But beware... not every cute little vessel flute is a modern musical instrument. The ancient tradition of vessel flutes with special shapes that only play a few sounds continues into the present day. You can spot these by the fact that all their holes are the same size. A true musical instrument requires different-sized holes.
Like vessel flutes, tubular flutes date back into antiquity. One can readily envision early man tooting a note or two through a hollowed bone or reed. This naturally evolved into more sophisticated flutes with finger holes and fipples, and then finally mechanical keys.
A hollow wood stick without a single finger hole can produce a range of sounds. The musician blows softer or harder into the tube to produce notes in what is called the harmonic series. So even without fingering holes a skilled musician can produce a range of notes by blowing into an unadorned tube. It all depends on his breath pressure.
This earliest flute is still a proud part of many cultural traditions today. In Scandinavia, it's called the willow flute; in Russia and Ukraine, it's the kalyuka; and in Slovakia, it's the koncovka.
Generically, these are all called overtone flutes. You can read all about them in my companion article here.
Playing End-Blown and Transverse Overtone Flutes (Photos courtesy of Shemyaz at Youtube and OvertoneFlute.fi)
From primitive overtone flutes, dozens of different kinds of pipe flutes evolved amongst the world's varied cultures.
Among them are a large family of edge-blown tranverse flutes. Examples include the Chinese dizi, the Japanese ryūteki and shinobue, the Indian bansuri, and the Vietnamese sáo.
Some vertical flutes lack fipples and are edge-blown. This family includes the Chinese xiao, the Japanese shakuhachi, the quena flute from the Andes, and many more.
Other vertical flutes come complete with fipples. These have become predominant in western cultures. Probably this is because the fipple is an invention that makes these flutes easier to play.
Let's take a quick look at three of the most popular in this category: the recorder, the tin whistle, and the Native American flute.
The recorder took form during the middle ages. It features a full two-octave range, and it's fairly simple to finger the notes. Plus it's a fipple flute, so breath control is not much of a challenge compared to edge-blown folk flutes. Recorders have soft, mellifluous voices yet can adapt to any musical style.
Some folks dislike the recorder because they were forced to learn it in grade or middle school. But truly, it's an amazingly versatile little instrument. This photo shows how modern recorders come in all sizes and pitches:
Recorders, from the Bass Down to the Sopranino (Photo courtesy of TurnerSCO.com)
Another modern flute that is even easier to get started with than the recorder is the tin whistle.
Also called the pennywhistle or the English flageolet, tin whistles assumed their modern form in the 1840s. A poor farm labourer named Richard Clarke heard about the invention of tin plate and asked a metal smith to form it into a whistle like his wood-carved one. The result was the modern tin whistle -- still called that today, even though most are now made from other metal alloys, woods, and plastics.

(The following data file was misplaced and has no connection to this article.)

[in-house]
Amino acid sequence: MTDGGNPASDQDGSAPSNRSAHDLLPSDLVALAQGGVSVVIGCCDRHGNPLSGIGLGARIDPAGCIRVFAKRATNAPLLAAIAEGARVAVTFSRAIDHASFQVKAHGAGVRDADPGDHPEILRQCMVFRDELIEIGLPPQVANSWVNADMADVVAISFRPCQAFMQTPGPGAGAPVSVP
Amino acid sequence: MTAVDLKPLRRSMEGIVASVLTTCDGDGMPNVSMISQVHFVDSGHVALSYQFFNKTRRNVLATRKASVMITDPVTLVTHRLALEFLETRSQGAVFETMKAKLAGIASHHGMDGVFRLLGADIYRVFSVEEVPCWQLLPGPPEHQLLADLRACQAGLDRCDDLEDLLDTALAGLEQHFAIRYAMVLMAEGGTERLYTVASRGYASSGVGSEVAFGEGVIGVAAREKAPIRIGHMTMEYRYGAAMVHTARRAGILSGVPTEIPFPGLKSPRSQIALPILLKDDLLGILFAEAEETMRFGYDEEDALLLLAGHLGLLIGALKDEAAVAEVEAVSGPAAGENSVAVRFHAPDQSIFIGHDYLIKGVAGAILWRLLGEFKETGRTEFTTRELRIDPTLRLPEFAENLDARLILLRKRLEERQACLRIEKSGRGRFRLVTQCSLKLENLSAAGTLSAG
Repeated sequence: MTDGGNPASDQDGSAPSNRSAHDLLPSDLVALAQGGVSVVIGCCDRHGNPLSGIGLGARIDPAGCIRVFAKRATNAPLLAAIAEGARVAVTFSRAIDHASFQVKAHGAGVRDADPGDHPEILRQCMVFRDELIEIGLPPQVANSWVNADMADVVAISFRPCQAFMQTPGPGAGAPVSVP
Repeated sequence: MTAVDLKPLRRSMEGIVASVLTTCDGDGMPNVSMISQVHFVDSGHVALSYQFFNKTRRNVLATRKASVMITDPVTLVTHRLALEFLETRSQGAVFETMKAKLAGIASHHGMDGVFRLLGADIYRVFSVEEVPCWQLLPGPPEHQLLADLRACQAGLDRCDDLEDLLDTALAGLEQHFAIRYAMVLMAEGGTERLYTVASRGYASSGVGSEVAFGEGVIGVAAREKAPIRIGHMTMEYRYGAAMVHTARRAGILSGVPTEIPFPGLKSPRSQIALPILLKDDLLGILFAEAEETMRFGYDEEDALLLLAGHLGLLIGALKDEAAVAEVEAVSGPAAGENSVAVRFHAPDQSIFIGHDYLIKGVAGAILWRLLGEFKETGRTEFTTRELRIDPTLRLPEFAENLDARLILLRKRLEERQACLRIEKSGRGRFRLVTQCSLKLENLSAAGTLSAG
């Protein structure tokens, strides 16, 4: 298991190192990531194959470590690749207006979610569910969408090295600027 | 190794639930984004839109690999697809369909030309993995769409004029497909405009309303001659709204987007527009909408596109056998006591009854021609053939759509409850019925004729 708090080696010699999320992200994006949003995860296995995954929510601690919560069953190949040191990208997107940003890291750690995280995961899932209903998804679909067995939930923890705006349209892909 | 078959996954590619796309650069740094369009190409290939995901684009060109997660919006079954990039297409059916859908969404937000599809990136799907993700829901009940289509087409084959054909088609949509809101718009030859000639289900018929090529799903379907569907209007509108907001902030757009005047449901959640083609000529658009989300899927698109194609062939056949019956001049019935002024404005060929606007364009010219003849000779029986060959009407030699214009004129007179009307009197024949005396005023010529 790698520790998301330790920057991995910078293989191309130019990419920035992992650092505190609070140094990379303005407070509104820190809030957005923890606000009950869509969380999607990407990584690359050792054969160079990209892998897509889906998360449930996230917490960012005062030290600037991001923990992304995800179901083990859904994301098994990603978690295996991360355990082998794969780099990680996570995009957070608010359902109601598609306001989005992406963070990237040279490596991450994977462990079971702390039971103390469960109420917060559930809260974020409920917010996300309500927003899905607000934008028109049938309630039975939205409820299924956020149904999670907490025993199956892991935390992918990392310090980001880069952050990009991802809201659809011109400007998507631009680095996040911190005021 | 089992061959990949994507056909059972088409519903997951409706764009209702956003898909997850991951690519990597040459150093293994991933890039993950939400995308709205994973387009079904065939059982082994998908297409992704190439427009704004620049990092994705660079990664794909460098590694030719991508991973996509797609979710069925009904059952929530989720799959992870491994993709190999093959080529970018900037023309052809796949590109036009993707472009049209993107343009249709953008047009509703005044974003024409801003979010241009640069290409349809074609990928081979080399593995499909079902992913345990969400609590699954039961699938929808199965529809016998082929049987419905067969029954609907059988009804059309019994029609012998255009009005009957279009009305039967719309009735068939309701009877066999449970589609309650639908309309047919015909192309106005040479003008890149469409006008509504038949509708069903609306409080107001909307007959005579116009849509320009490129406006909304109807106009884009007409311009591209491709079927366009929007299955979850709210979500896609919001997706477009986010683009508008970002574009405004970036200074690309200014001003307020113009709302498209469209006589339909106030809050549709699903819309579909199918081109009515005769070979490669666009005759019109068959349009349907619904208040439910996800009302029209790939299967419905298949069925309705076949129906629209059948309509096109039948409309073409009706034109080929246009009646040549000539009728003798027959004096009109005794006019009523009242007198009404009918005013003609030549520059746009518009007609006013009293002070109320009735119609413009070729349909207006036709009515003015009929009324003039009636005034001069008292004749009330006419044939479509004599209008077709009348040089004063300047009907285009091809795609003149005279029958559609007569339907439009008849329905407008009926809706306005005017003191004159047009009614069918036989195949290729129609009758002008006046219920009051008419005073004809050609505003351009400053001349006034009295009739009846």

With a fipple and only six holes, tin whistles make for simple yet versatile musical instruments. They offer a full two-octave range, nearly as much as recorders. But whereas one partially covers the octave key to attain high recorder notes, one just blows the tin whistle harder to sound the high notes. This is called overblowing. It's the same principle that powers the overtone flute.
Like recorders, whistles come in a full range of sizes and pitches, and nearly every imaginable key:
Tin Whistles of All Sizes, Pitches, and Materials (Photo by H. Fosdick)
Native American Flutes
Finally, we mention the Native American flute. Indigenous Americans developed many kinds of flutes, but perhaps the most popular style features an external block held in place by a strap:
Native American Flutes (Photo from Frank B. on Pinterest)
The Native American flute-making tradition stretches back centuries. By the 1980s, most makers standardized their flutes on a minor pentatonic scale. This included common fingerings for many 5- and 6- hole varieties. This standardization led to an explosion of interest in Native American flutes. It also makes them easily playable by those with little musical background. You can't literally hit a wrong note in the pentatonic scale, because all the notes sound harmonious together.
Native American flutes hold special appeal because the traditional emphasis is on meditation and personal growth, rather than playing for audiences. For many, this instrument becomes a very personalized form of musical expression.
About This Website
So there you have it, a whirlwind introduction to the fluting universe. This website concentrates on fipple folk flutes because many are easy to learn and simple to play. That's one reason ocarinas, recorders, tin whistles, and Native American flutes are so popular.
Another is that these versatile little instruments can adapt to any musical style you prefer. And, played to their potential, they can sound ethereal or haunting. They prove flutes don't require keys or complexity to attain exquisite sound.
Many folk flutes are lightweight and portable. I'd rather take my plastic recorder or a tin whistle to the beach or on a camping trip than risk a thousand-dollar concert flute to the vagaries of travel and the elements.
And, folk flutes offer a compelling cost advantage. For most of us, the $30 recorder or ocarina or a $15 tin whistle is all we need to enjoy ourselves.
For the price of a dinner, you can buy a folk flute that will keep you entertained for years. For the price of one concert instrument, you can build an entire collection. Even the financially constrained can enjoy a range of folk flutes and all the variety they offer.
This website's goal is to direct you to everything you need to succeed, all of it for free. It points you to the best free tutorials and lessons, and links to websites offering free sheet music for thousands of songs. We'll give you the advice you need to start, and the links you'll need to become more proficient.
It's all about free resources for your personal exploration. We concentrate on the most popular folk flutes: ocarinas, tin whistles, recorders, Native American Flutes, and the little plastic flutes you may remember playing in middle school. But any flute that catches our interest is fair game. After all, this is a hobbyist website. (100% ad-free and non-commercial.)
If this article has you wondering whether to take up the ocarina, recorder, tin whistle, or Native American flute, you might find this comparison useful.
Meanwhile, I hope you enjoy your musical journey as much as I have mine.